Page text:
Economist Noah Smith writes about the process he went through in the econ job market in 2012.
After applications go out, employers contact grad students for interviews. These interviews take place at the AEA's Annual Meeting in early January, which is a gigantic confab where most of the economists in the country go to eat free food and hobnob. As an interviewee, you generally don't have time to go to any of the presentations or speeches; you're running back and forth from hotel to hotel, going to interview after interview. This year's AEA Meeting was in Chicago.
You then wait a week or two, and the employers who are interested in you call you back and schedule a flyout. Flyouts, which happen in February and March, involve going to the place, meeting the people, getting taken to dinner, and presenting your research. After that, offers go out.Ahh to be done with recruiting before April Fools Day. Why can't we do this in Computer Science? In one word: Decentralization.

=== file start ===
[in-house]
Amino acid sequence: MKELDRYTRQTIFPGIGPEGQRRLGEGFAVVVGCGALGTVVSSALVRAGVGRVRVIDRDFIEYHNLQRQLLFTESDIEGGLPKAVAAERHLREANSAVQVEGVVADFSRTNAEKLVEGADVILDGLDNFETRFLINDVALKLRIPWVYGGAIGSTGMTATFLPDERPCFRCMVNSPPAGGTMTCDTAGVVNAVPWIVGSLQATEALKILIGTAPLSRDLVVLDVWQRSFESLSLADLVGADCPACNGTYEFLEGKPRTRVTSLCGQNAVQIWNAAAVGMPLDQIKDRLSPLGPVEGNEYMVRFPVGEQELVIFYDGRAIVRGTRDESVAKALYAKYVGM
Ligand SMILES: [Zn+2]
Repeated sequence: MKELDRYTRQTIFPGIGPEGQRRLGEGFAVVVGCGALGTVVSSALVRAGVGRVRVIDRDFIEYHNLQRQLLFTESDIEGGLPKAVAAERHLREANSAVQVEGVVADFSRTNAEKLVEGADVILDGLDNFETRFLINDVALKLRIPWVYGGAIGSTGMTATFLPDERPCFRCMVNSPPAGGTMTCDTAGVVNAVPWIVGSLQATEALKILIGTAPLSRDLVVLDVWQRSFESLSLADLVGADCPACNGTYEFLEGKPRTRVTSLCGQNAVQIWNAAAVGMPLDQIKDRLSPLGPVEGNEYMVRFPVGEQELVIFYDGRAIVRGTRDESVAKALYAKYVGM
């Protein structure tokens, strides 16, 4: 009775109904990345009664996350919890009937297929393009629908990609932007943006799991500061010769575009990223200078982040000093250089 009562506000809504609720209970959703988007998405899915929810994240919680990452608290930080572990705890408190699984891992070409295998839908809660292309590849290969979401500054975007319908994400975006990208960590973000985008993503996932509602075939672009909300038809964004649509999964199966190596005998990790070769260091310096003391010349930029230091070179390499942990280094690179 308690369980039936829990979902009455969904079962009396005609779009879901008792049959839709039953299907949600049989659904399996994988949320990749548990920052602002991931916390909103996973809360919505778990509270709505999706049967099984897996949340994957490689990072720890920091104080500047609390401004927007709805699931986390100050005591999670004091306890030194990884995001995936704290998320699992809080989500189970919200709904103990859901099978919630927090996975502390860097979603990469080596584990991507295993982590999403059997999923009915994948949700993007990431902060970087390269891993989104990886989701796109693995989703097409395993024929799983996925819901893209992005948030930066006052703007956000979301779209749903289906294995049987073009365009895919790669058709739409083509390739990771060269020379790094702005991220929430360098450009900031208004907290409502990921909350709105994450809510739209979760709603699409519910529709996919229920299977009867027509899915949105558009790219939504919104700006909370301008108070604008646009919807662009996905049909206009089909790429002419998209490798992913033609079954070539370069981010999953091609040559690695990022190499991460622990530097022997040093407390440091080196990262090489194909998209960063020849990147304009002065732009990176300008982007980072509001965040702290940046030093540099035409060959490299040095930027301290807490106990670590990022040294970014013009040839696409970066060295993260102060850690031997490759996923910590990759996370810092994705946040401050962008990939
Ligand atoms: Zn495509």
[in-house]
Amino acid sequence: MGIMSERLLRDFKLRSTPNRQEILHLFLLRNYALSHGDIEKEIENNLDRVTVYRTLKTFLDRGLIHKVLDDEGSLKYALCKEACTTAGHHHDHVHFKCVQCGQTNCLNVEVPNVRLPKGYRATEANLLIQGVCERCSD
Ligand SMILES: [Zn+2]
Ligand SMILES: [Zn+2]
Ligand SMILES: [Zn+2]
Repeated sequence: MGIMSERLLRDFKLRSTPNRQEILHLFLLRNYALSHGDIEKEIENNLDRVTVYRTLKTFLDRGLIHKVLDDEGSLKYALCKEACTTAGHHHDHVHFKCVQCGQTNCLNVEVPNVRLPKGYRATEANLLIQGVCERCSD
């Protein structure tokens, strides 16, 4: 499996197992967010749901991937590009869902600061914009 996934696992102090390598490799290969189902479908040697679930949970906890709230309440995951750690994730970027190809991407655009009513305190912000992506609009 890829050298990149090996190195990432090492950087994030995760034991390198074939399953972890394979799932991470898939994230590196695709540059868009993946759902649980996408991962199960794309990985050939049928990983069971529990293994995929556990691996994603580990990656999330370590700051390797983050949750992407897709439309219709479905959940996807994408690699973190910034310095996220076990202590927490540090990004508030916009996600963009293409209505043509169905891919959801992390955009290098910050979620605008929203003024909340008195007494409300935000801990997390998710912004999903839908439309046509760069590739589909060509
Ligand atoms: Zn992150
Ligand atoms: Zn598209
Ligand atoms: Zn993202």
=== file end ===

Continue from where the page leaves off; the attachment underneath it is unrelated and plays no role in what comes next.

Academic fields act administratively like their field. So econ creates a structured market with the goal of an efficient (in their sense of the right people get the right jobs) outcome.
Computer science abhors centralized control. We lack a strong central authority and have very little coordination between different departments. So we have a process that takes a long time to work its way through and quite often fails to get that efficient outcome. Even the CRA's modest 2010 proposal for some common earlier deadlines went nowhere.
What can we do? I welcome suggestions and will give some of my own in a future post.